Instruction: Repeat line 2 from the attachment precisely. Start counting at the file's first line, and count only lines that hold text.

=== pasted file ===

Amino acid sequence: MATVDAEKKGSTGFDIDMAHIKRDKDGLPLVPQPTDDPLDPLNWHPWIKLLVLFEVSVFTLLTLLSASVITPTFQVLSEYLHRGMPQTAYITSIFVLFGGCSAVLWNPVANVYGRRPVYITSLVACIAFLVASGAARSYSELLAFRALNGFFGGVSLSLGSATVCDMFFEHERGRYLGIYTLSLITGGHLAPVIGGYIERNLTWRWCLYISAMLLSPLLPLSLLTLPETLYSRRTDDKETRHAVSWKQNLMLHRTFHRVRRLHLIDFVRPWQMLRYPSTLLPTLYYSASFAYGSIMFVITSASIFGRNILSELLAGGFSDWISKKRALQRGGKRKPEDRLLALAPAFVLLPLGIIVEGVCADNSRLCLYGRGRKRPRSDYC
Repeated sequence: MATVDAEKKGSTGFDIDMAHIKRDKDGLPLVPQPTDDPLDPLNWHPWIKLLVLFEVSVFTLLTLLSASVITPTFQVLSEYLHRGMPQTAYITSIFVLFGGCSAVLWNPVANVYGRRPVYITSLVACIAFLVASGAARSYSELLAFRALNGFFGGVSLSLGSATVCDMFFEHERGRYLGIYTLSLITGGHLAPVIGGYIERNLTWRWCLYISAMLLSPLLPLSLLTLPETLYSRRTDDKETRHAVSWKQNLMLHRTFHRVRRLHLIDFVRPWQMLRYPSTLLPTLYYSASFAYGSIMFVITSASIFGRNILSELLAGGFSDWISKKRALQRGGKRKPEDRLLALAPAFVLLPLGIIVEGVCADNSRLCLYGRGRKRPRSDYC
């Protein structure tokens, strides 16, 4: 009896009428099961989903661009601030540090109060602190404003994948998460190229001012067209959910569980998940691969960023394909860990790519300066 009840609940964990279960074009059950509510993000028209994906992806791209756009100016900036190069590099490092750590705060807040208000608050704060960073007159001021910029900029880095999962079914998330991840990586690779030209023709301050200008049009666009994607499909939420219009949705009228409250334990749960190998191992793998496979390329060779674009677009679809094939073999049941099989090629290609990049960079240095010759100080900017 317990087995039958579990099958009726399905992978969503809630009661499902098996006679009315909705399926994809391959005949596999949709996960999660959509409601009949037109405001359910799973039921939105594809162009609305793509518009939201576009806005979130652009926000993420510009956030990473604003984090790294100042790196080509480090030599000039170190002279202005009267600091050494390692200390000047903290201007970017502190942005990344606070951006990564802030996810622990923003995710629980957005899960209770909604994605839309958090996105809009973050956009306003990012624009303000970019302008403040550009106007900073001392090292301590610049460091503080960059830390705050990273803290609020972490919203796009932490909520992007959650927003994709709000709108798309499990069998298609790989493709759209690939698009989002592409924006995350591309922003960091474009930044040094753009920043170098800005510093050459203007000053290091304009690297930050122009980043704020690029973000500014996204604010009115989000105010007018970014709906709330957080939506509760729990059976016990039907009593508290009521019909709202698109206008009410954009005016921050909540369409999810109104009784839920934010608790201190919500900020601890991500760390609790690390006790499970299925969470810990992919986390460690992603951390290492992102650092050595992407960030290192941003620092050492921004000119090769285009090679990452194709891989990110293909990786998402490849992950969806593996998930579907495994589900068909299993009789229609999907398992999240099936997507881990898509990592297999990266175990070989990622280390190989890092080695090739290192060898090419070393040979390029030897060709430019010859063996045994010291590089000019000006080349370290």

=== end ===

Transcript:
Repeated sequence: MATVDAEKKGSTGFDIDMAHIKRDKDGLPLVPQPTDDPLDPLNWHPWIKLLVLFEVSVFTLLTLLSASVITPTFQVLSEYLHRGMPQTAYITSIFVLFGGCSAVLWNPVANVYGRRPVYITSLVACIAFLVASGAARSYSELLAFRALNGFFGGVSLSLGSATVCDMFFEHERGRYLGIYTLSLITGGHLAPVIGGYIERNLTWRWCLYISAMLLSPLLPLSLLTLPETLYSRRTDDKETRHAVSWKQNLMLHRTFHRVRRLHLIDFVRPWQMLRYPSTLLPTLYYSASFAYGSIMFVITSASIFGRNILSELLAGGFSDWISKKRALQRGGKRKPEDRLLALAPAFVLLPLGIIVEGVCADNSRLCLYGRGRKRPRSDYC